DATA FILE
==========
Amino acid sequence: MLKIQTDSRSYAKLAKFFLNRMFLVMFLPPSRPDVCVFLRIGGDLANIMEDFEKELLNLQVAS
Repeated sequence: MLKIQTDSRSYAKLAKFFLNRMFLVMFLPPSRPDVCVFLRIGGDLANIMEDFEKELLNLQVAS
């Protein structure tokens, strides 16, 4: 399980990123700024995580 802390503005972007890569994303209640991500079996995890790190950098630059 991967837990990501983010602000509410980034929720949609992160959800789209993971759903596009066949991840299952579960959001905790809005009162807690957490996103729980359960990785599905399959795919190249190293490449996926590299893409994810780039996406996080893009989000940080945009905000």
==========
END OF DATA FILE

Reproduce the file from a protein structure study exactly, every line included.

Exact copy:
Amino acid sequence: MLKIQTDSRSYAKLAKFFLNRMFLVMFLPPSRPDVCVFLRIGGDLANIMEDFEKELLNLQVAS
Repeated sequence: MLKIQTDSRSYAKLAKFFLNRMFLVMFLPPSRPDVCVFLRIGGDLANIMEDFEKELLNLQVAS
């Protein structure tokens, strides 16, 4: 399980990123700024995580 802390503005972007890569994303209640991500079996995890790190950098630059 991967837990990501983010602000509410980034929720949609992160959800789209993971759903596009066949991840299952579960959001905790809005009162807690957490996103729980359960990785599905399959795919190249190293490449996926590299893409994810780039996406996080893009989000940080945009905000």